Jean-Sebastien Dea has been a MLS player since his professional debut. In nine seasons, he towed his pocket of equipment in seven American cities. He played 33 National League games with the Pittsburgh Penguins, New Jersey Devils, and Buffalo Sabers.
At 28, his track record compares to that of Matteo Darci at the same age. He’s living his career to the fullest while keeping hope that a National League team will someday draw his number.
This season, the Canadian welcomed him into his organization. It was his desire to play for the big club.
Unfortunately, it didn’t work. However, by following Laval’s direction, he found himself in a city he knew like the back of his hand. He spent his childhood and early teen years there before playing on South Beach with River France at Charles Lemoyne College, in what was then called the Midget AAA League.
He then left for Abetepe where he played three seasons with Rouen Noranda’s Huskies of the Quebec Junior League. Then learn about American culture in small towns.
The good truth to tell
Yesterday, during our end-of-season review of Rocket, he came to tell us a truth lost in time in the Canadian universe.
It was about the great representation of Quebec City inside the rocket.
“Al-Kindi should take an example from that,” he said.
“With a gang of Quebecers representing Canadians, there has never been an evening where men have not wanted to play with pride and honor.”
Dia is not finished.
In conclusion, he said: “In the past, they were victorious [en parlant des joueurs du Canadien de cette époque]There were a lot of Quebecers. Is this a coincidence? I don’t believe in that. It is very special. »
Affiliation goes a long way
Fans who disagree with this theory can’t blame bad reporters this time around. These comments come from a player with us.
I do not think I am wrong in saying that there are many former members of the organization who share these observations with us. It is not only Serge Savard who has always been the defender of Quebec’s talent. The idea is not to favor home-based players at the expense of more talented players.
This was not the case anyway.
We love Cole Caufield as much as we love Saku Koivu.
But what is the difference between players who have drafted from the third, fourth or fifth round?
When Rocket coach Jean-Francois Houle took the podium yesterday, he said the presence of so many Quebec players in his squad may have allowed them to go further in the playoffs than people had expected.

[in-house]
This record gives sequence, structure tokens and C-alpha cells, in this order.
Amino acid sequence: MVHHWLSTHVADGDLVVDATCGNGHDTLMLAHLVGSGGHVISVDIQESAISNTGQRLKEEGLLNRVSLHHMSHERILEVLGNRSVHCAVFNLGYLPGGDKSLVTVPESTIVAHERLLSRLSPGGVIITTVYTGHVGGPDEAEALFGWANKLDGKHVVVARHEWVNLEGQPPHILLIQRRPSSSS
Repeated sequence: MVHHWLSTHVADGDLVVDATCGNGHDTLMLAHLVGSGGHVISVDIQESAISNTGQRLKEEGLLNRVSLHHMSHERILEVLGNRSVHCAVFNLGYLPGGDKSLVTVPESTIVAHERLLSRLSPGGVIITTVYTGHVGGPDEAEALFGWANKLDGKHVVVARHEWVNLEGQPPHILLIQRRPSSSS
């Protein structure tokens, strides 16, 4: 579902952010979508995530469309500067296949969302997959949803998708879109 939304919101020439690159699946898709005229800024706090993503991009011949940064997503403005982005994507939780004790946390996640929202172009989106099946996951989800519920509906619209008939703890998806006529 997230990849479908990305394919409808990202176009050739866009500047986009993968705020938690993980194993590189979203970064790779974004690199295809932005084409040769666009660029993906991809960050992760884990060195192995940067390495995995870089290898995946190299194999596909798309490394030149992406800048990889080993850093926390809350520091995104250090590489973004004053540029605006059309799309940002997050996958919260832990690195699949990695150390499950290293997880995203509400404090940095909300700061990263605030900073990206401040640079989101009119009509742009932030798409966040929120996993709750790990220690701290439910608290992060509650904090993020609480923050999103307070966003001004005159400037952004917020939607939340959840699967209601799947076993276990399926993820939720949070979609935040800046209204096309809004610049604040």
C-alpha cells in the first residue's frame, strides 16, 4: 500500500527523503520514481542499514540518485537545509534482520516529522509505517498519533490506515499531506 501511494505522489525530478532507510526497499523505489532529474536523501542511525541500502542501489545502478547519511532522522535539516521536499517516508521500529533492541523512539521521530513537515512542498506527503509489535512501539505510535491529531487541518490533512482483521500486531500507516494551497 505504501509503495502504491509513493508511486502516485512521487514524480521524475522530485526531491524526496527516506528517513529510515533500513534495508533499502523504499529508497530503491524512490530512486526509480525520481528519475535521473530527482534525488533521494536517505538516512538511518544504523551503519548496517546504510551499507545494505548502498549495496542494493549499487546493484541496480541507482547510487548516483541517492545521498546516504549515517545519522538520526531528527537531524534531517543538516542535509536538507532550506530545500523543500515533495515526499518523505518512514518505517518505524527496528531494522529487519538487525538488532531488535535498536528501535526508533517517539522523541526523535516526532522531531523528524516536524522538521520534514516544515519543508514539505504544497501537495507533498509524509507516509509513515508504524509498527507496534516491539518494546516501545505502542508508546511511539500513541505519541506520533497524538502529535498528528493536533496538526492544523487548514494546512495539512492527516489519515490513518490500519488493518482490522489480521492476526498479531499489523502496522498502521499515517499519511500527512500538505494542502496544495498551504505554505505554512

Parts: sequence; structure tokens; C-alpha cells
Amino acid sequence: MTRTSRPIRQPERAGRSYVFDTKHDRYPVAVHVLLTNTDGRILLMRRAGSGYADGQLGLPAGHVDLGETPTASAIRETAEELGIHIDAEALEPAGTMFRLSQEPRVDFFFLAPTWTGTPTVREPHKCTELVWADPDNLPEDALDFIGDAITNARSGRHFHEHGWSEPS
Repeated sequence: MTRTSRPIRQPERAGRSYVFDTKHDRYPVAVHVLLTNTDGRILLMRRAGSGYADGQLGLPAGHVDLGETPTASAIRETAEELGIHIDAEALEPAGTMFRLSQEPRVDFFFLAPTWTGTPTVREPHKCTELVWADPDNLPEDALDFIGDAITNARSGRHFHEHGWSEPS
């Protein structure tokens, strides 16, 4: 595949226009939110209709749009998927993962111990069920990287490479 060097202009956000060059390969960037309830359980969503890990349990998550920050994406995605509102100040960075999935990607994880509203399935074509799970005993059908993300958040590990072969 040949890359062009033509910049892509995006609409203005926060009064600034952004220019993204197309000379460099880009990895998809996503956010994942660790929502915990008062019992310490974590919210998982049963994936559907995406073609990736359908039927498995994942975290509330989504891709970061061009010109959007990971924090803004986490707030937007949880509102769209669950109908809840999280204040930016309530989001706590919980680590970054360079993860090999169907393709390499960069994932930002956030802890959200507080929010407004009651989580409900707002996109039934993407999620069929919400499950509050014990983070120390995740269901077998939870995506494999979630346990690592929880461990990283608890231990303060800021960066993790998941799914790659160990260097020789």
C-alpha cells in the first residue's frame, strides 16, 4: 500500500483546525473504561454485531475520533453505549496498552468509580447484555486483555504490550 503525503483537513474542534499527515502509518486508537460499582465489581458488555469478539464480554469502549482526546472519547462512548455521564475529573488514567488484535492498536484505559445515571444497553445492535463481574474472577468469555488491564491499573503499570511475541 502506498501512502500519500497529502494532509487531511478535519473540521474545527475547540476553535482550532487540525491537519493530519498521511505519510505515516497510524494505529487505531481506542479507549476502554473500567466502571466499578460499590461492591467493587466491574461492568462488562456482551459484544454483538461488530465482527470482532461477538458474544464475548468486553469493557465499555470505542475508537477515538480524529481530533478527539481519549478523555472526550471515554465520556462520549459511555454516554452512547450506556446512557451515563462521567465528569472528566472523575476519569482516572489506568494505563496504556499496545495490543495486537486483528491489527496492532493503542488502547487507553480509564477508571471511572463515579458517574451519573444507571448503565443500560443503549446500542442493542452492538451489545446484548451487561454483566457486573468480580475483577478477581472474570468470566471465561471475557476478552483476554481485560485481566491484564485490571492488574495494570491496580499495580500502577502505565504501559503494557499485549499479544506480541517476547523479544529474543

No doubt. Fans rallied behind their team at Place Bell. The atmosphere was charged.
Less easy in the NHL
However, Hall was mixed when I asked him what he thought of Dee’s comments regarding Kennedy.
According to him, it is easier to hire kickers in the American League than in the National League.
This is true when it comes to the best players. But when we talk about the average number of players drafted in the later rounds, what’s the difference between a Quebec player and a Timbuktu player?
A sense of belonging can tip the balance.
Hopefully Dea’s comments won’t cost him a new contract with the organization and Kent Hughes has noted that.
For years, Canadian leaders have claimed to attach great importance to Quebec players, but those are just words.
There is no tangible.
QMJHL does not appear on the GPS of the organization’s recruits.
It needs to change.
Will there be others?
Kent Hughes managed to conclude the first transaction that allowed him to reduce his salary. But very little so far. According to Capfri Friendly.com, the Canadian now has more than 1.9 million wiggle room under the salary cap.
That amount could increase to more than 12 million if Carrie Price is unable to play next season.
Unless his knee condition improves, one would think he would want to give himself a chance to take part in bootcamp.
Anderson in the market?
Of all his teammates with heavy contracts, Josh Anderson is the one least inclined to let go. I would like to see him score more goals, but he goes into the net and brings a physical dimension that the Canadian cannot do without.
Perhaps that is why his name was the subject of trade rumors. Anderson is only 28 years old.
But is there a demand for Brendan Gallagher, Jeff Petrie, Mike Hoffman, Joel Jeremiah or Paul Byron?
The general manager of Canadiens noted that the volume of calls he was receiving was higher this week.
Gone Shea Weber, the Habs find themselves officially without a leader. The campaign to appoint his successor has already begun.
My senior colleague Jonathan Bernier names Nick Suzuki, Joel Edmondson, Gallagher and Anderson.
I have a question: Is choosing a captain really necessary for the team in the reconstruction?
The Toronto Maple Leafs have been waiting to choose between John Tavares and Auston Matthews. Senators in Ottawa did the same with Brady Tkachuk. The New York Rangers have been without a leader since they traded Ryan McDonagh four years ago.
Suzuki is the logical candidate for the Canadian, but given that he begins a contract extension next season, that could put a lot on his shoulders.
#Congratulations #JeanSebastian #Dia